Scientists studying Gangelt, the town at the centre of Germany’s first big outbreak dubbed the ‘German Wuhan’, discovered that as many as 15 per cent of people may have already been infected with the virus and acquired immunity.
They said yesterday that they had found antibodies to the virus in people who had shown no symptoms of coronavirus, boosting hopes that the spread is slowing.
If 15 per cent of people do have antibodies, then Germany’s actual death rate could be as low as 0.37 per cent.
This is five times lower than the current level.
Professor Hendrik Streeck believes more people in Europe could have coronavirus immunity than previously thought
Professor Hendrik Streeck, the virologist leading the study, told a press conference: ‘This means a gradual relaxation of the lockdown is now possible.’
However, Angela Merkel has previously warned that the country ‘must not be reckless’.
Prof Streeck’s study, near the Dutch border, is Europe’s first to look at the impact of the virus on an entire community.
It involves scientists from the University of Bonn testing 1,000 people from 400 households in Gangelt for antibodies.
Their initial results, after around half of the tests, found two per cent of inhabitants were currently infected, and 14 per cent had antibodies to the virus.
This means that up to 15 per cent of the town’s inhabitants could have immunity, with previous estimates putting the figure at five per cent.
Prof Gunther Hartmann, a member of the study, said: ‘The 15 per cent is not that far from the 60 per cent we need for herd immunity.
A mobile test station for the coronavirus disease (COVID-19) is pictured in the town of Gangelt in the North-Rhine Westphalian local district of Heinsberg in March
‘With 60 to 70 per cent herd immunity, the virus will completely disappear from the population. Then, the elderly are no longer at risk.’
The scientists are confident that their findings could be close to real figures as they were able to identify so many previously unknown cases of people having the virus.
German army to donate 60 ventilators to the UK – and not invoice them
The German army will donate 60 mobile ventilators to the NHS in the battle against coronavirus.
The donation comes after the UK called for help in ensuring the NHS is well-equipped for expected mid-April peak of the pandemic.
The German defence ministry confirmed the donations and said it would send 60 pieces of the life-saving equipment as soon as possible.
Because of the UK’s desperation, the German ministry said it would not invoice the UK for the ventilators.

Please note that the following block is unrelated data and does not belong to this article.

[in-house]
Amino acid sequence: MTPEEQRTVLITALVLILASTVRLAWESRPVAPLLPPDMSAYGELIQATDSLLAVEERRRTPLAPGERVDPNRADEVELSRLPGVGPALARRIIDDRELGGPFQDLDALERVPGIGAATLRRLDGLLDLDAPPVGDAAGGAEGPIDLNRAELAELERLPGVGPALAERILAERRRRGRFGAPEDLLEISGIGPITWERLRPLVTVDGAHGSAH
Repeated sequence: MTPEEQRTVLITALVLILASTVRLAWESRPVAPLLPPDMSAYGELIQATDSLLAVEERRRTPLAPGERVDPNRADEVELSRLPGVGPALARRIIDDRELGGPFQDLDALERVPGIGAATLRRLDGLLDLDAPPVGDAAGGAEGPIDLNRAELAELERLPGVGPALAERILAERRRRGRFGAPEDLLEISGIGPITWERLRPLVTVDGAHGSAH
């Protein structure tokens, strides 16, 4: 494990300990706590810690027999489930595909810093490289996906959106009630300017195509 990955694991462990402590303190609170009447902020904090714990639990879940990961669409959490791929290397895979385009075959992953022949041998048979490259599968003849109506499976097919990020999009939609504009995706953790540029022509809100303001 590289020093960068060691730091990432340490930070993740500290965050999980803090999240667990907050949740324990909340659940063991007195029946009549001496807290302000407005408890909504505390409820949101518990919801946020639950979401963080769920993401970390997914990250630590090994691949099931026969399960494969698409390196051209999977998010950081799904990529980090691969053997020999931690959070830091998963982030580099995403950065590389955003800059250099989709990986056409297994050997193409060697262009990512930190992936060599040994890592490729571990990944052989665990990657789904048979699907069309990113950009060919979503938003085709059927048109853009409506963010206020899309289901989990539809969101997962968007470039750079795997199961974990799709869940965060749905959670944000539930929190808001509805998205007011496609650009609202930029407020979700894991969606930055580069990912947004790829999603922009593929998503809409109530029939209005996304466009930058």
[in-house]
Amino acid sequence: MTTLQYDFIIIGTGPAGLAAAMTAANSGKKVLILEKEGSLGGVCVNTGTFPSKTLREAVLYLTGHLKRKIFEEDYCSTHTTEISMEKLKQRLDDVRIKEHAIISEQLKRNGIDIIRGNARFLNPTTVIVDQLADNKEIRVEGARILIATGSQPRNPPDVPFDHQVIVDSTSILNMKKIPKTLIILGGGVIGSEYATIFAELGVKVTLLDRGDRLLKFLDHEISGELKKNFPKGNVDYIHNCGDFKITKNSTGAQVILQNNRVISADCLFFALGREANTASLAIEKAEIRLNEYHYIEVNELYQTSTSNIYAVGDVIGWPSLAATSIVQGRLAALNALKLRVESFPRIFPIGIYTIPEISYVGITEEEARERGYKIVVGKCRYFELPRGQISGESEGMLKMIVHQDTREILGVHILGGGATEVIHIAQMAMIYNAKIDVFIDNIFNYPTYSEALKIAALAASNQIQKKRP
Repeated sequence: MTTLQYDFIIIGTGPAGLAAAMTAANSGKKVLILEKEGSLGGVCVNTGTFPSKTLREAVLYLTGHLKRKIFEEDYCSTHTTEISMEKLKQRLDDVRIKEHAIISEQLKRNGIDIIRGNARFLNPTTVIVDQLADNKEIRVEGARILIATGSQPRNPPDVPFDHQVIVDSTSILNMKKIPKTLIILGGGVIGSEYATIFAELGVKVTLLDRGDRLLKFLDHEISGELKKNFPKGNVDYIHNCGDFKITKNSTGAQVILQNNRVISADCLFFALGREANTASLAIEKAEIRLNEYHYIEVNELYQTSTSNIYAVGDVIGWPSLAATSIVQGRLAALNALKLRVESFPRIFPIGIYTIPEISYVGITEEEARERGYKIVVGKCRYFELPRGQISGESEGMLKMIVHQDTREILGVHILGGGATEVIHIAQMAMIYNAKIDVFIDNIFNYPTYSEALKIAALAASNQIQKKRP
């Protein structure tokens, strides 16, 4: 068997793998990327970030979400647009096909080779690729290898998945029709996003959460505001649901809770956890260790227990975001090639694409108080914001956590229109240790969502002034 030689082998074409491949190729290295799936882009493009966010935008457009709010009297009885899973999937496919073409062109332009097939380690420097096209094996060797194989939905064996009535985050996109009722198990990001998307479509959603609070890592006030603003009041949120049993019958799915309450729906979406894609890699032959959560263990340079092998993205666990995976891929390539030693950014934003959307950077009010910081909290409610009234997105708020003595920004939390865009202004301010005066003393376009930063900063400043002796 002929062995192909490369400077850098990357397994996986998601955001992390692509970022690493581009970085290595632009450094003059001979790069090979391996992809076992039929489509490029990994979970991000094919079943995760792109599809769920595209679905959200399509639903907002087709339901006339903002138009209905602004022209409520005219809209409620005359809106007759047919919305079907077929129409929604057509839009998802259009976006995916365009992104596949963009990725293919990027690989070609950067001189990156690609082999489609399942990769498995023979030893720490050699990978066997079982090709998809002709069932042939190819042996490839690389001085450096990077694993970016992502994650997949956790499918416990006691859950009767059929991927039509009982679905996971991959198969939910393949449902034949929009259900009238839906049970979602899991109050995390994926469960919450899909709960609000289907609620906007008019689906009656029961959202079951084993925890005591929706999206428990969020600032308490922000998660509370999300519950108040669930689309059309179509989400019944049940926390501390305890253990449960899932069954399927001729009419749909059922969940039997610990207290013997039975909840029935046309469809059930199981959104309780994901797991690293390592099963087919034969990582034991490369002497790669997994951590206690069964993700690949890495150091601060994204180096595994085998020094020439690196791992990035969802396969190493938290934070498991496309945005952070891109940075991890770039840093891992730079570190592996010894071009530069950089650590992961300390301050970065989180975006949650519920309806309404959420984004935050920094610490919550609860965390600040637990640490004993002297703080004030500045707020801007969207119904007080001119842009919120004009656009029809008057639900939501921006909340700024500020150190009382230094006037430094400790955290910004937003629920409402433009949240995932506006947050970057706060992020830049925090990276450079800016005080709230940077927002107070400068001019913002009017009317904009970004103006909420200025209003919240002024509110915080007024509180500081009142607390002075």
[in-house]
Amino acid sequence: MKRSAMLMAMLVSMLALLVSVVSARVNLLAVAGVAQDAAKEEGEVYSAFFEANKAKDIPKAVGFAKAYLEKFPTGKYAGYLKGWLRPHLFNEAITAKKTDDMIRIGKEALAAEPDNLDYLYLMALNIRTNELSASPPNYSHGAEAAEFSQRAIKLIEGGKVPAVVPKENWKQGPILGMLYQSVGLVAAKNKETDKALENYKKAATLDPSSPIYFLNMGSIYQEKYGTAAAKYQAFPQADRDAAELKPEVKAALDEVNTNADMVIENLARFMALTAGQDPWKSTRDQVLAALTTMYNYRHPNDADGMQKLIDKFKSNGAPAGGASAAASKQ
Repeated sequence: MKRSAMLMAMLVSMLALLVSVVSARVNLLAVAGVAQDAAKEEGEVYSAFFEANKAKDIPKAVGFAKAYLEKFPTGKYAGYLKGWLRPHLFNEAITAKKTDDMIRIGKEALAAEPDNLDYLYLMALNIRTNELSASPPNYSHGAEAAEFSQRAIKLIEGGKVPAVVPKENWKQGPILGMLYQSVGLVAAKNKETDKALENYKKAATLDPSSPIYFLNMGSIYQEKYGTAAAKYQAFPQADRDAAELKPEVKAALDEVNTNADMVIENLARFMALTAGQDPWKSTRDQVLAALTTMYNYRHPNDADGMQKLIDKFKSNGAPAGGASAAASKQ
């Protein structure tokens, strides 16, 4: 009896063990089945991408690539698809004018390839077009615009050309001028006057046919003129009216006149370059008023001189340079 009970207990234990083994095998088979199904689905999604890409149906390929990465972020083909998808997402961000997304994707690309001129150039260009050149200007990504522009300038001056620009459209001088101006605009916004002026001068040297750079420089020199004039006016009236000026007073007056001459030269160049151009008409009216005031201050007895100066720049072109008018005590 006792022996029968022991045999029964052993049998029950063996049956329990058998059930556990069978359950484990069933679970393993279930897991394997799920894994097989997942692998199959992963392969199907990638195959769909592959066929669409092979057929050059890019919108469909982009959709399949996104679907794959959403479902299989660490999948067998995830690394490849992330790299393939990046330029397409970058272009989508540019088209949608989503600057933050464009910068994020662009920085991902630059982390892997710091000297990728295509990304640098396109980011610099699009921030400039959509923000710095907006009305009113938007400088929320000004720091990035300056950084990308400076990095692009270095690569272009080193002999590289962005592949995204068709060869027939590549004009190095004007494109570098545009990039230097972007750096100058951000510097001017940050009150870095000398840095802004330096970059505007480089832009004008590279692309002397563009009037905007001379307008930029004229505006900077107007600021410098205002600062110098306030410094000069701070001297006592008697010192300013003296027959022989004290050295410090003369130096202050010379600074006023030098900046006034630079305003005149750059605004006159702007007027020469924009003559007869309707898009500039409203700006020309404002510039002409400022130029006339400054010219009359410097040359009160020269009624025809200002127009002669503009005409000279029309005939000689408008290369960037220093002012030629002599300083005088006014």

They are are made by two specialist German manufacturers, Dräger and Weinmann.
An immunity rate of 15 per cent is already enough to slow the spread of the virus significantly, they added.
However, they admitted that all governments need to collect more data as the world still doesn’t know enough about the virus.
Last week, research conducted by Prof Streeck showed that the home of one infected family did not have ‘any live virus on any surface’, adding even more questions as to how the virus is spread from person to person.
Prof Streeck said the virus had not even been found on door knobs or animal fur.
He stressed there were still unknowns about how it is actually spreading.
Meanwhile, other German scientists studying the pandemic revealed that tens of millions of people could have already caught the
Two researchers from Göttingen University claimed countries have only spotted six per cent of all COVID-19 cases, on average.
But the team also claimed that the rate was even lower in the UK, at just 1.2 per cent – suggesting the true size of the outbreak was up to 5million.
The latest figures from the John Hopkins University reveal more than 90,000 have died from Covid-19. The counter uses a real-time tracker and is being treated as the most comprehensive toll of coronavirus statistics
Because of the huge disparity, they described the official tallies trotted out by health ministers across the world each day as ‘rather meaningless’.
Earlier, the UK’s Chief Scientific Adviser Sir Patrick Vallance admitted that a third of people worldwide who have had coronavirus may have shown no symptoms.
These are people who can act as ‘carriers’ because they spread the virus without knowing they have it.
Self-isolation cannot be used for them because they have no telltale signs like a cough or fever.
However Sir Patrick said the percentage of people infected in different countries appears to be in ‘single-digit’ numbers, from early information.
That could mean only a small proportion of people in the UK have already had the virus and are potentially immune to it.